Saudi Arabia presses ahead with pro-women reforms
LONDON - The Saudi government pressed ahead with its promotion of rights of women with guidelines that address how female employees are to be treated in the workplace.
The Saudi Arabia's Ministry of Labour and Social Development issued the measures January 21 to open new fields of activity for women and provide a safer workplace environment for female employees.
The guidelines ensure equal pay for men and women doing the same job and dedicated workspace facilities for female employees. They also expand the role for female workers in work from 6pm-6am in sectors such as health care.
Separate guidelines spell out rules for "safe working conditions" for women and provide mixed-gender work arrangements.
The kingdom’s Consultative Council endorsed banning marriages for under the age of 15. The law sets rules for anyone between aged 15-17 wanting to marry, including the need to produce a medical report to qualify, the Saudi Gazette reported.
Shura Council member Latifa al-Shaalan called the law "a progressive step forward that was not easy to reach."
"My personal opinion is that, in the kingdom of Saudi Arabia, we are fast approaching the establishment of a legal system that will prevent marriage for those under 18," she said.
“There were no marriage limitations before, so prohibiting the marriage of children under 15 is a huge accomplishment because it will be protecting young boys and girls,” council member Lina Almaeena told Thomson Reuters.
The Shura Council can propose laws but all legislation in Saudi Arabia is ultimately approved by the king.
In the last several years -- and mostly tied to Saudi Vision 2030 reform plan -- Saudi women have seen meaningful changes.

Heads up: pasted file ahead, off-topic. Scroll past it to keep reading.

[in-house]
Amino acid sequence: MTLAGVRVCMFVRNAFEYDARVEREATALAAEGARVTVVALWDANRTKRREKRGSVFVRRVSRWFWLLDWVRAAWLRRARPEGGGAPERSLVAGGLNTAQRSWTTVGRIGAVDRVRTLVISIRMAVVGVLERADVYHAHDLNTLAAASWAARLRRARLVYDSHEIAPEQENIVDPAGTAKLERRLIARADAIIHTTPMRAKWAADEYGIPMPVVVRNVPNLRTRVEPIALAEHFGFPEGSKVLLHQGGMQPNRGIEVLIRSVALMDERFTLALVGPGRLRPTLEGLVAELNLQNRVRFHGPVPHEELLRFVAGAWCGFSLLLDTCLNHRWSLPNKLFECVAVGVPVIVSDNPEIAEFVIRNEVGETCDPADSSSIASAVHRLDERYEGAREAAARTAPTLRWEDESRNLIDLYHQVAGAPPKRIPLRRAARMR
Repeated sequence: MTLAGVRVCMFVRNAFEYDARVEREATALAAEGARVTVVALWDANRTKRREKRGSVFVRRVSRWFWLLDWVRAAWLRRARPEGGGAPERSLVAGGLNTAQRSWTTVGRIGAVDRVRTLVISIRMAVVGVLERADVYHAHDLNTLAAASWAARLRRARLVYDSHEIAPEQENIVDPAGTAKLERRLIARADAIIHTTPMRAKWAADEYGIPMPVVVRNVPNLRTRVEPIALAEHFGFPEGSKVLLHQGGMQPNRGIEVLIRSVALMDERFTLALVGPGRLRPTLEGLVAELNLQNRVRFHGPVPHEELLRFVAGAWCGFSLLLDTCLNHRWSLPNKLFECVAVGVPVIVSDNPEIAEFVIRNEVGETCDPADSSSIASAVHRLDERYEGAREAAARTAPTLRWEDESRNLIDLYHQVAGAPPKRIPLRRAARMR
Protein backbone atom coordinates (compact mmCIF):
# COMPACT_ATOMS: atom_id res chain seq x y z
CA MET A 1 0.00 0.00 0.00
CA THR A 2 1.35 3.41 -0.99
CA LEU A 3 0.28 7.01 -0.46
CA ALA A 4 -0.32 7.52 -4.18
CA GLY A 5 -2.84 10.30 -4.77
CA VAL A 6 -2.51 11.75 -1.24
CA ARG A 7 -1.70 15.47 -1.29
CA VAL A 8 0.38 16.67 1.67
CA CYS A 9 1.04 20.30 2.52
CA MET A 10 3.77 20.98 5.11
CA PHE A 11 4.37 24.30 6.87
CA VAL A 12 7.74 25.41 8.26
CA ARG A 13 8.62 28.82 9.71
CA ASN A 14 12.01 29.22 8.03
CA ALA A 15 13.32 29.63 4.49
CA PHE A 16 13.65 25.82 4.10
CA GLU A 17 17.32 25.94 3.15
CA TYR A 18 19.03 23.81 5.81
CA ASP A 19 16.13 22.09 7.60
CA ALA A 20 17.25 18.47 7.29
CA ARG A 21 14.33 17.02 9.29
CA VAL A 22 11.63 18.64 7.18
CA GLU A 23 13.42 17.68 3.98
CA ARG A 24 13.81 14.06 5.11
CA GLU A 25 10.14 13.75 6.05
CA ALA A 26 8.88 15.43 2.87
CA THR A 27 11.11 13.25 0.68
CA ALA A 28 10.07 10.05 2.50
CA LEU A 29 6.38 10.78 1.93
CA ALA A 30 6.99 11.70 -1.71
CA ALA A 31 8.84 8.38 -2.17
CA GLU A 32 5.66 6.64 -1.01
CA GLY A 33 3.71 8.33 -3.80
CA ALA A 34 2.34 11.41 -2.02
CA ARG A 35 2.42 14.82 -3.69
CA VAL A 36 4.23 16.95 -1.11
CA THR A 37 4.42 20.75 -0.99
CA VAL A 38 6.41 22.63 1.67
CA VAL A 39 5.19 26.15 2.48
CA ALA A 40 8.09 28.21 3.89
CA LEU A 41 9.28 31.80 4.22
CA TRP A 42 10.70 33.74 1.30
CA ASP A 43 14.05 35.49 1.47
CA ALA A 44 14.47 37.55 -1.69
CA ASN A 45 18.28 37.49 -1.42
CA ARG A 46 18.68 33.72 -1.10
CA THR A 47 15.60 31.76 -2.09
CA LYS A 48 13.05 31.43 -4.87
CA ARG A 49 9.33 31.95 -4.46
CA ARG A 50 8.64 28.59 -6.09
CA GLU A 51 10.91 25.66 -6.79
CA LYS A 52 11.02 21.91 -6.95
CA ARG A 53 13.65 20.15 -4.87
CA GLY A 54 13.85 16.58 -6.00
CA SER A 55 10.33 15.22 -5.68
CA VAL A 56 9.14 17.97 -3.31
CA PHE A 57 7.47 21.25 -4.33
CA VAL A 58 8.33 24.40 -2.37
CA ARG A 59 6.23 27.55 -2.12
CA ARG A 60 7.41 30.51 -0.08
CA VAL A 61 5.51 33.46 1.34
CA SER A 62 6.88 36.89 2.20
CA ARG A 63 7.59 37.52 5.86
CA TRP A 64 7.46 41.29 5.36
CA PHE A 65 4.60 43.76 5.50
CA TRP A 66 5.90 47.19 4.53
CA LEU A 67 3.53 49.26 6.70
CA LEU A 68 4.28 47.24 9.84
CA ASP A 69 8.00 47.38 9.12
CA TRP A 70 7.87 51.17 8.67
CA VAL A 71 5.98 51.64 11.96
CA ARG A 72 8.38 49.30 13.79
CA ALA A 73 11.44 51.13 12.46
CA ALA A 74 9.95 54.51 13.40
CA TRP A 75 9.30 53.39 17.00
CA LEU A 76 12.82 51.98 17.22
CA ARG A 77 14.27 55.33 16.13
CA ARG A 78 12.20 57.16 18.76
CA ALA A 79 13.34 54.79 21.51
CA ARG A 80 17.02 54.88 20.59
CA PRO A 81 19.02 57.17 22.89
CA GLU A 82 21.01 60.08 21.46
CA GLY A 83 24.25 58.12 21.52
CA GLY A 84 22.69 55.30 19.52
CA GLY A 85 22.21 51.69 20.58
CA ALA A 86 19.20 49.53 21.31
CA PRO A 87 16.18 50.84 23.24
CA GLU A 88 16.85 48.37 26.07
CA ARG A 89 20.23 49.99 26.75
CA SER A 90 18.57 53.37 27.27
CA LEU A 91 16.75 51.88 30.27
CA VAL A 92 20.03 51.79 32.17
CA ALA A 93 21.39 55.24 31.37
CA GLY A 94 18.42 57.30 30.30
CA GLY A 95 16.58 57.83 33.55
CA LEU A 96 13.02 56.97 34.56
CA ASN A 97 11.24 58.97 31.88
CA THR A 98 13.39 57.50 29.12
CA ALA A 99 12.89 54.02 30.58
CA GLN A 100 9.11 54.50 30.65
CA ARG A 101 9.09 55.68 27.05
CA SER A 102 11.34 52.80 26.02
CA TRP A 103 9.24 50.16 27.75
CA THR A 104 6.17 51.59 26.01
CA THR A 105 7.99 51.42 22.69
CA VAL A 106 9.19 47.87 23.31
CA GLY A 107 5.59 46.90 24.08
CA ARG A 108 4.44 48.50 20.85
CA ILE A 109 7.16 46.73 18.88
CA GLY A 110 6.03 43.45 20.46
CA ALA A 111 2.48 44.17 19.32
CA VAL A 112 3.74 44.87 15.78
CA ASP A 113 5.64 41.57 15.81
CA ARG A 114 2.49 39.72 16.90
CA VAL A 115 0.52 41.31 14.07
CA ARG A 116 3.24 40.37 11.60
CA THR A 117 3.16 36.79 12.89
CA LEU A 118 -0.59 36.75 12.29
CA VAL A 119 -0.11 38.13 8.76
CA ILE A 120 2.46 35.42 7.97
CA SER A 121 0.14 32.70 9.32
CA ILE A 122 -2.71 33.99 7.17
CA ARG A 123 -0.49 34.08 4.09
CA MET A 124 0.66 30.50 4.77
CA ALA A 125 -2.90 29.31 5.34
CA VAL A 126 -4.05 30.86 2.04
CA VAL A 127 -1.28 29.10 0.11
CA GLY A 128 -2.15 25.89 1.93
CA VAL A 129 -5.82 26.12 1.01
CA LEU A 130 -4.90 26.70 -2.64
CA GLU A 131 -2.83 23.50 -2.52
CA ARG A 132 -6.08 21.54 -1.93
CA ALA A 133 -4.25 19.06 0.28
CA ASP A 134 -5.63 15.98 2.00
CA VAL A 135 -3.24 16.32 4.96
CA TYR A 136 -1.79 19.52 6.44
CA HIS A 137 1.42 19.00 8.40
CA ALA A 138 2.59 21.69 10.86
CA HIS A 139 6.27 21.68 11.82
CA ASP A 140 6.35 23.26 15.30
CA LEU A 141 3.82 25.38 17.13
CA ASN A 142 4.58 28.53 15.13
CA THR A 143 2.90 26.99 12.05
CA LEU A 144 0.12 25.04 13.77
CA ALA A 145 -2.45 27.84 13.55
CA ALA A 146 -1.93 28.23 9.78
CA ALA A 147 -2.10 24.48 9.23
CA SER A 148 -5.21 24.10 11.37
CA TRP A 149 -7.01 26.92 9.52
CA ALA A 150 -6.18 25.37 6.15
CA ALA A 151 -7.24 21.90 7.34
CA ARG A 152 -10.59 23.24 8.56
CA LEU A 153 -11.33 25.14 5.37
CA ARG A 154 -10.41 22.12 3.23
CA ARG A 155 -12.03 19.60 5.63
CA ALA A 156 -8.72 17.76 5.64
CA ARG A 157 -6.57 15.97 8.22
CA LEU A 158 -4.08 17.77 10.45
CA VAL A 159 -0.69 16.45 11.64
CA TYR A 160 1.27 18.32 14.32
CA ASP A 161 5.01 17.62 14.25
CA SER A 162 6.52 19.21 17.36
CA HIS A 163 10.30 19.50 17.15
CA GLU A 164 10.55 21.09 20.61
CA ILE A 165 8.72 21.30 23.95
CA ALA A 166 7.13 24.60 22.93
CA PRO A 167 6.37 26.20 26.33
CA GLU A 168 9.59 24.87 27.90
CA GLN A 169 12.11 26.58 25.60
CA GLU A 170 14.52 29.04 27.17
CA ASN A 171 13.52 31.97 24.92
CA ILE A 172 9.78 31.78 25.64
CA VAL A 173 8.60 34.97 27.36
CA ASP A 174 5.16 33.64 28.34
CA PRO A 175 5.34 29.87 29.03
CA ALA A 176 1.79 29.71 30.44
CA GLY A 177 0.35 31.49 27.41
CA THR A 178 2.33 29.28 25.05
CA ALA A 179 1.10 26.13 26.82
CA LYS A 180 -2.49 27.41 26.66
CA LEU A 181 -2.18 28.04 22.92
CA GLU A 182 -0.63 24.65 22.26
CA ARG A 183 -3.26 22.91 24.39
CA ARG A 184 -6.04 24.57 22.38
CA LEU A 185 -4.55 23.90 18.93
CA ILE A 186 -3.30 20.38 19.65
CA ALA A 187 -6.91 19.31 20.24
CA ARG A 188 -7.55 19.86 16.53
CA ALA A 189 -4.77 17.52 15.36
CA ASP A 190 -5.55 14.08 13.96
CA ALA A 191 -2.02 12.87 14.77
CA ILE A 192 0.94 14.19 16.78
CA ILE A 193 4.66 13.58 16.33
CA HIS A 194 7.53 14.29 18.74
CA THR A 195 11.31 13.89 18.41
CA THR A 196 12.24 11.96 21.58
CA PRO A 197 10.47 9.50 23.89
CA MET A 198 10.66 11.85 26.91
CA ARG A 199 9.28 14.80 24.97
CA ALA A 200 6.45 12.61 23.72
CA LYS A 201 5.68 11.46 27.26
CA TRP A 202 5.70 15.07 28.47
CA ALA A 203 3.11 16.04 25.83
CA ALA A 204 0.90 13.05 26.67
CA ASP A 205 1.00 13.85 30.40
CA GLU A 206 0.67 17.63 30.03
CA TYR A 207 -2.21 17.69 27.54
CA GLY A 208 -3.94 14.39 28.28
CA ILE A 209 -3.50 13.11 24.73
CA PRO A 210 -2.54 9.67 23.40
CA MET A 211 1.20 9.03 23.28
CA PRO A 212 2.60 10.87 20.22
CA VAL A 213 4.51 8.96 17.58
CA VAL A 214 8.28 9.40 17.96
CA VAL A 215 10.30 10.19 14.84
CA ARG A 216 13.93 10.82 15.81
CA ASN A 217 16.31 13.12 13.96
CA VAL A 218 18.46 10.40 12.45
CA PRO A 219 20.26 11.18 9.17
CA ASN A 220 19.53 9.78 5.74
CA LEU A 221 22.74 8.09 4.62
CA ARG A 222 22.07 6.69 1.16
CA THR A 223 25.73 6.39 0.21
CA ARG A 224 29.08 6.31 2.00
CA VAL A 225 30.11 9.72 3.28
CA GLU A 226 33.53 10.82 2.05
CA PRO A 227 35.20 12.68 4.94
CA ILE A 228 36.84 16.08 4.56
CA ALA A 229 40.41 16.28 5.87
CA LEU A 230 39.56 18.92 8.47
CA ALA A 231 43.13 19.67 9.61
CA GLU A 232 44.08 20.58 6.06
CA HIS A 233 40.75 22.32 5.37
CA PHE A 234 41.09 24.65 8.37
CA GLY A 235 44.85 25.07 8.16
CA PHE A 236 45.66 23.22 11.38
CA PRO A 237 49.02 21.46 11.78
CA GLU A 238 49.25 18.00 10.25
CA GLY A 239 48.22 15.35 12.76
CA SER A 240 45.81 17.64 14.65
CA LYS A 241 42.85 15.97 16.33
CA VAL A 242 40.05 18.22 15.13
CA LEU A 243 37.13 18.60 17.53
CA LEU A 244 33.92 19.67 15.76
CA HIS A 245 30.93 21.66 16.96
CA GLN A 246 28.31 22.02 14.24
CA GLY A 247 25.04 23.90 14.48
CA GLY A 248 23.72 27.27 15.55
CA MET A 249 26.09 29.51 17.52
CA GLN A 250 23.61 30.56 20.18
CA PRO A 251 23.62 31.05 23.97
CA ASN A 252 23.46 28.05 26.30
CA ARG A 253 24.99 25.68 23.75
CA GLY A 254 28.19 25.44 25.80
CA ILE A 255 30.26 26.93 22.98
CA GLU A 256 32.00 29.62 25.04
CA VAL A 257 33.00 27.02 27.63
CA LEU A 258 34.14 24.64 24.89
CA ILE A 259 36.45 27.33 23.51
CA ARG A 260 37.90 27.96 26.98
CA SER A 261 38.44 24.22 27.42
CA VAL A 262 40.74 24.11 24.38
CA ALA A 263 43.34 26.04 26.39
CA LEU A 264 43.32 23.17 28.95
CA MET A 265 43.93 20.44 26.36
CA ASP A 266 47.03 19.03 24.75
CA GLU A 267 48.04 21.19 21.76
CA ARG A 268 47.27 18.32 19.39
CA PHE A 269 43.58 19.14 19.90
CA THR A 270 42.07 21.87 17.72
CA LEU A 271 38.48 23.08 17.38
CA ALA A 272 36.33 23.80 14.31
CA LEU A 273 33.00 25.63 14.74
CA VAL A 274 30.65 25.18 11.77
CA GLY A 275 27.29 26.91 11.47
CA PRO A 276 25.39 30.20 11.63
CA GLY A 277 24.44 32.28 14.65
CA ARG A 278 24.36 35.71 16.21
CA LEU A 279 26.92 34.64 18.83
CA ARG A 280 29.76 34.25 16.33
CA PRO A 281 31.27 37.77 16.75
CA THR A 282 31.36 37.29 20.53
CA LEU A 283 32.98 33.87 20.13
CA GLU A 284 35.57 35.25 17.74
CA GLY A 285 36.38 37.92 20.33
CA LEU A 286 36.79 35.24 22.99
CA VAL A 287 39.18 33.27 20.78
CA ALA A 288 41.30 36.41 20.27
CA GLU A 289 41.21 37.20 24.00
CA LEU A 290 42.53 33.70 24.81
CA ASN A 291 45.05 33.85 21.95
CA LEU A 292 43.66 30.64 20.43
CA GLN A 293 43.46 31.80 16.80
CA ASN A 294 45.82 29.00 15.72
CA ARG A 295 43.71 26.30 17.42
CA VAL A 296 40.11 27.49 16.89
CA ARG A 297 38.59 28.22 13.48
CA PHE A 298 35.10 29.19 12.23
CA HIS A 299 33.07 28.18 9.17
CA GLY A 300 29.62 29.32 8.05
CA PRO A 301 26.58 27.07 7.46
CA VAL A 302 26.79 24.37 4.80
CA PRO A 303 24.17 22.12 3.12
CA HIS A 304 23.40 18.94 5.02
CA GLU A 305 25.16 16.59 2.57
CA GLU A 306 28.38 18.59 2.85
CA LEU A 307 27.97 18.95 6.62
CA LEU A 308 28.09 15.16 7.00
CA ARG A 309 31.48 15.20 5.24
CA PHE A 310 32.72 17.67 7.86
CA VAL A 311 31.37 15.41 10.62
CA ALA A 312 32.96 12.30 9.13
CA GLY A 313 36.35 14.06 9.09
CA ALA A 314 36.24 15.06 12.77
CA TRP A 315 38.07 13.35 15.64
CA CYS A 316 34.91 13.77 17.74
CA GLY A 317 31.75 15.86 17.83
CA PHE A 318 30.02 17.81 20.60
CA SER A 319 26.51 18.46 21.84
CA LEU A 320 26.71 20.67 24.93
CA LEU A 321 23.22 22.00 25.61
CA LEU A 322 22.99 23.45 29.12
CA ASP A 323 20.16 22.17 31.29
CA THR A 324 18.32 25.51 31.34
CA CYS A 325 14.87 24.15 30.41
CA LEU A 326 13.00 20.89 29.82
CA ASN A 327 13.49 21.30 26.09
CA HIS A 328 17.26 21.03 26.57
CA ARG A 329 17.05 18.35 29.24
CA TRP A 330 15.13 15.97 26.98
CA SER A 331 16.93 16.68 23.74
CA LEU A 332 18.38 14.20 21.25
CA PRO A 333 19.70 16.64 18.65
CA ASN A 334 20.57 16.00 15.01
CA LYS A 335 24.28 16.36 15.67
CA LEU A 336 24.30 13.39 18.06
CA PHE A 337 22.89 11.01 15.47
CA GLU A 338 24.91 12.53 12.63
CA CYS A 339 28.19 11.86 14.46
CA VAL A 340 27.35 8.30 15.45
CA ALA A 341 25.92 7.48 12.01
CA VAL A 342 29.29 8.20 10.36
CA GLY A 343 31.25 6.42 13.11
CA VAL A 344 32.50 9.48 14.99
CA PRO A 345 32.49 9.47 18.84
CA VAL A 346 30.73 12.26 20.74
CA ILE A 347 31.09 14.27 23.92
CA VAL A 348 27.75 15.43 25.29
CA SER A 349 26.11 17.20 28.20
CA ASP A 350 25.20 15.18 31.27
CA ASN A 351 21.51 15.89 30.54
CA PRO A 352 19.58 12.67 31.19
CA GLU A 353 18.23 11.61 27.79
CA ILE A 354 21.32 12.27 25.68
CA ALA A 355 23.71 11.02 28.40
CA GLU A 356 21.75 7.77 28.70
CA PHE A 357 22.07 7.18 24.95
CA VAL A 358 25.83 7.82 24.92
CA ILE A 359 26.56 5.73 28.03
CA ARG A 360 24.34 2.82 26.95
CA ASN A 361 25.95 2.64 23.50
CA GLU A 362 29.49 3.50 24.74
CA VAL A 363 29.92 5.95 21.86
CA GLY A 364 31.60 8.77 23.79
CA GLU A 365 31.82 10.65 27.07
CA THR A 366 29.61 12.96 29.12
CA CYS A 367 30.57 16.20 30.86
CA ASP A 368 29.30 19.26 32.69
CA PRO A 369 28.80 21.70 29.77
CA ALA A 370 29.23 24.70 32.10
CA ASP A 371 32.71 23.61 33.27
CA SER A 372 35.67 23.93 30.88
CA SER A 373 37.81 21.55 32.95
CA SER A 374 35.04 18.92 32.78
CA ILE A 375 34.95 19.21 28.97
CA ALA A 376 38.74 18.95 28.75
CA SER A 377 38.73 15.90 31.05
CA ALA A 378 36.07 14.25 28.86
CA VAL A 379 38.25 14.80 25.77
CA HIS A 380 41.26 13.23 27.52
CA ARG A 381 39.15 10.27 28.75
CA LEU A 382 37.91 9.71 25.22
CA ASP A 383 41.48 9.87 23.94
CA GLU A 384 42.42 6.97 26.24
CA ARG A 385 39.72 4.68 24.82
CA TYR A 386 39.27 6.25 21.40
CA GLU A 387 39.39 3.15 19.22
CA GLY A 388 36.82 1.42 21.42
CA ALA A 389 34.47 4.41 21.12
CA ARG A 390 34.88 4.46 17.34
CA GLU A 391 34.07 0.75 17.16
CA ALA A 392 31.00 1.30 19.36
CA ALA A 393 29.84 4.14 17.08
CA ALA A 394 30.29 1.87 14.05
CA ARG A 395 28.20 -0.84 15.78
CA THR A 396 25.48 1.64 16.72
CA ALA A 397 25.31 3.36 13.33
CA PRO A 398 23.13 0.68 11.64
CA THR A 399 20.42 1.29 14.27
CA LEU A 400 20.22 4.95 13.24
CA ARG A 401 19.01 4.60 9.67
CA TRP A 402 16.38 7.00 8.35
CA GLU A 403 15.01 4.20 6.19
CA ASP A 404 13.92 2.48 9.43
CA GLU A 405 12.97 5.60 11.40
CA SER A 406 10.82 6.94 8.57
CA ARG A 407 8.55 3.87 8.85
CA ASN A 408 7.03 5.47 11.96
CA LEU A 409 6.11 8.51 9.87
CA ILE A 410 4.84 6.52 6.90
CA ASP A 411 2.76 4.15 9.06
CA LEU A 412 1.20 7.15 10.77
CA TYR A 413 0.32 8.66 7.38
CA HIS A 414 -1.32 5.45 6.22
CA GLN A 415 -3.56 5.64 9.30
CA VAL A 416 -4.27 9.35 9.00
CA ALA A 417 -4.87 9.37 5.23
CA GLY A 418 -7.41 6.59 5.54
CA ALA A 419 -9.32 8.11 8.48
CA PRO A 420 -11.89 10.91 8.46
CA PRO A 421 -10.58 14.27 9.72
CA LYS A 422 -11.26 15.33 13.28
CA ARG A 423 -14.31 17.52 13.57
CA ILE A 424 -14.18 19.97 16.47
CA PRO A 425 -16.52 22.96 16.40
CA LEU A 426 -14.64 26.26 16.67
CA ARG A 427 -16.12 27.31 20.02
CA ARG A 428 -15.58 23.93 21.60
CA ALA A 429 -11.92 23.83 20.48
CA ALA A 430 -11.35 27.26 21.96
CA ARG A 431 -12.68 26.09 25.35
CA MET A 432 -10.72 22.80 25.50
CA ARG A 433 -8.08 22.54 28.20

Significantly tied to economic reform were social reforms, including the reversal of the women’s driving ban, easing aspects of the kingdom’s male guardianship system, granting women independent access to government services, jobs, education and health care without the need for prior consent.
The Saudi Ministry of Health announced that pregnant women no longer need a guardian’s consent regarding the type of childbirth procedure they would undergo. The ministry said it was up to the expecting mother if she would like someone to accompany her at the birth, whether it be a family member or friends.
Grabbing more international attention, however, was the case of Rahaf Mohammed Alqunun, an 18-year-old Saudi woman who was granted asylum in Canada after alleged abuse from her family members, which they deny.
Some Saudis and Gulf Arabs expressed disagreement with the attention Algunun received, claiming that a family matter had been politicised to soil the kingdom's reputation.